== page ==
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3 hours ago, Glenn McCarthy said:

Why?  Because it's picking up out of the South right now?

I went for a wonderful mountain bike ride near Frankfort today, and it wasn't enough to numb the pain.

What are the odds this weather will repeat next year?

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On 7/18/2020 at 7:21 AM, Glenn McCarthy said:

Anyone else noticing how awesome the first day of today's cancelled Mac would be?

And judging by the carnage in the Hook, it sure went downhill in the night.

Just like the Mac would be.

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Hi all, my wife and I recently purchased a Hunter 23.5 with trailer. 

We have a slip on Lake Michigan for the rest of the summer, but we’d rather sail on smaller lakes without the waves. What are some sailing lakes besides Lake Geneva we could consider? We’re coming from the SW burbs.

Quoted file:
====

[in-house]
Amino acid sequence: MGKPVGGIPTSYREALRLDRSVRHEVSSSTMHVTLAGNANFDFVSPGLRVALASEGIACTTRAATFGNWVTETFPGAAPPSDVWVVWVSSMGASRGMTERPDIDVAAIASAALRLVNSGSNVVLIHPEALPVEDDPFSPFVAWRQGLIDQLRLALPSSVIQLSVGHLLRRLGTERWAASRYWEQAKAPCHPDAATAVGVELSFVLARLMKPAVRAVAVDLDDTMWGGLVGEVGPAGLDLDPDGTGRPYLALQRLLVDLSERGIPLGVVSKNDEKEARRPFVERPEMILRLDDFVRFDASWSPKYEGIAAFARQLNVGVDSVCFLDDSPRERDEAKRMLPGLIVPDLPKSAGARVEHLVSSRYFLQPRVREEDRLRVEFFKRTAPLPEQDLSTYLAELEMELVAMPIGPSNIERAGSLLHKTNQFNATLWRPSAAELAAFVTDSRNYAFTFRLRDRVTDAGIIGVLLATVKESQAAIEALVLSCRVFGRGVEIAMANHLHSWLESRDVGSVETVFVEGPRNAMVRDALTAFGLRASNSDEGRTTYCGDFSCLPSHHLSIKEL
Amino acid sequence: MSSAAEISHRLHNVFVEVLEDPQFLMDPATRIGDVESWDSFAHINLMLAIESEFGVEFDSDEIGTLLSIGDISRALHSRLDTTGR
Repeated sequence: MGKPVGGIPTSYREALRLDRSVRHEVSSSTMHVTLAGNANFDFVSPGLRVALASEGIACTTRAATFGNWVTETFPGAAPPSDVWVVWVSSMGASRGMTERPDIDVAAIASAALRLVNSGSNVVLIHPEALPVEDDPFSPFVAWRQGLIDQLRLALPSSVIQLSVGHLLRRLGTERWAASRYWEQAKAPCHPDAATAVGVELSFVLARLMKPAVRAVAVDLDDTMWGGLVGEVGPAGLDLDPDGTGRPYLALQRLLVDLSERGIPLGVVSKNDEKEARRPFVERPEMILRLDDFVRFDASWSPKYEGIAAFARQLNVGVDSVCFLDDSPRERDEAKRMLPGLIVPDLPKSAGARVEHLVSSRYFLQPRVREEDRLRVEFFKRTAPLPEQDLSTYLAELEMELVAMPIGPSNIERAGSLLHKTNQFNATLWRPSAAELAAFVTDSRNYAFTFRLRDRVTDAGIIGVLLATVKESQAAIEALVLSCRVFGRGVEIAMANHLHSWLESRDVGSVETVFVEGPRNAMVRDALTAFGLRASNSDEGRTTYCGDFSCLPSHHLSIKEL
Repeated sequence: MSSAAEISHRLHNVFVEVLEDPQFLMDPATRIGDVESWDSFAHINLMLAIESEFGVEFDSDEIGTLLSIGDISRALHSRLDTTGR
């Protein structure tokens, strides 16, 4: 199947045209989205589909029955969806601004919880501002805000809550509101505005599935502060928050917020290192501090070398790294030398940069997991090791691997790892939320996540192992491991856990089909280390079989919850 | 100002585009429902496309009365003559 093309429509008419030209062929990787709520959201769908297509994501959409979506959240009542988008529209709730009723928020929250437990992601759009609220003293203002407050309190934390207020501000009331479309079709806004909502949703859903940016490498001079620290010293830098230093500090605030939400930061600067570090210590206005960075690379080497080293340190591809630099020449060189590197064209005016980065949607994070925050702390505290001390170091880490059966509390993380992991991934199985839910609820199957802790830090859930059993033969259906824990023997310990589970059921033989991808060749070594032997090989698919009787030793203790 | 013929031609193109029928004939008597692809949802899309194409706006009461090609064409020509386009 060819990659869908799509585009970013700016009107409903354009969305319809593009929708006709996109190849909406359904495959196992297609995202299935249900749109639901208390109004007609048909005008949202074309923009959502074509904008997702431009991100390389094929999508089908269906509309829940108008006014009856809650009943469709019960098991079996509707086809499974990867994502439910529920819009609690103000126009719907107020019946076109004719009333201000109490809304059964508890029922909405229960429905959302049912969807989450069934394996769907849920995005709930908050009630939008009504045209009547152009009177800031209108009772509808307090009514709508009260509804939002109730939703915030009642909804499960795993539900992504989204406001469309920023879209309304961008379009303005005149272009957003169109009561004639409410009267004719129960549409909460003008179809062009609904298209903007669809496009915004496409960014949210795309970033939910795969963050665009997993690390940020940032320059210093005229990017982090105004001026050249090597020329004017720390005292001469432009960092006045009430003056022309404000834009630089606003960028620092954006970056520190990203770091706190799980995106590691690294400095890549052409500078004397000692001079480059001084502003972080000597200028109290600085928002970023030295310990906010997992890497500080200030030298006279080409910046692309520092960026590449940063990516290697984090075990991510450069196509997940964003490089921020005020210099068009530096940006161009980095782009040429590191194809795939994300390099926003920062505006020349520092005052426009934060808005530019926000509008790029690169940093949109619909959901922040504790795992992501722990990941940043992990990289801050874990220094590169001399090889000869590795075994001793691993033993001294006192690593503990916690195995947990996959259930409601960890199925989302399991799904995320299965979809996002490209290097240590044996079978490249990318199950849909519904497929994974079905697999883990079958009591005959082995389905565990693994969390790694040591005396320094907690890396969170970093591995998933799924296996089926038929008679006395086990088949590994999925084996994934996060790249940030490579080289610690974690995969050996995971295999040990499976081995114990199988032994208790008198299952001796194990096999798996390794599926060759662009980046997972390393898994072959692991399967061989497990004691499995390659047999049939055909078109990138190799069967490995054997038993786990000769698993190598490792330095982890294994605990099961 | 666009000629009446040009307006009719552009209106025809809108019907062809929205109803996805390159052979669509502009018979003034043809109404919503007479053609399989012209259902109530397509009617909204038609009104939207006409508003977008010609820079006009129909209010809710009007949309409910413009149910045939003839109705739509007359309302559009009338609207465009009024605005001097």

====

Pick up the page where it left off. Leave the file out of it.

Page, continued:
Thanks for your help! 

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I see WI residents added to Chicago's quarantine requirements effective July 31.  That essentially means WI boats and any WI sailors planning to crew on Chicago or Michigan based boats will be excluded from Verve Offshore next weekend.  I suppose one could stay on the boat to meet the "spirit" of the rule, but that would get crowded with 7 or 8 on your average 40 footer, and probably no one wants that much food and beer on board for a regatta.............

I don't know who or how much checking/enforcement is being done, but this appears to be the first bordering state with Lake Michigan access to the city (MO and IA were on list, but not many boats from there visiting the city).  Are hotels providing guest lists to the city and/or checking ID's as people come and go?  Police/Park District law enforcement or marinas checking state registrations?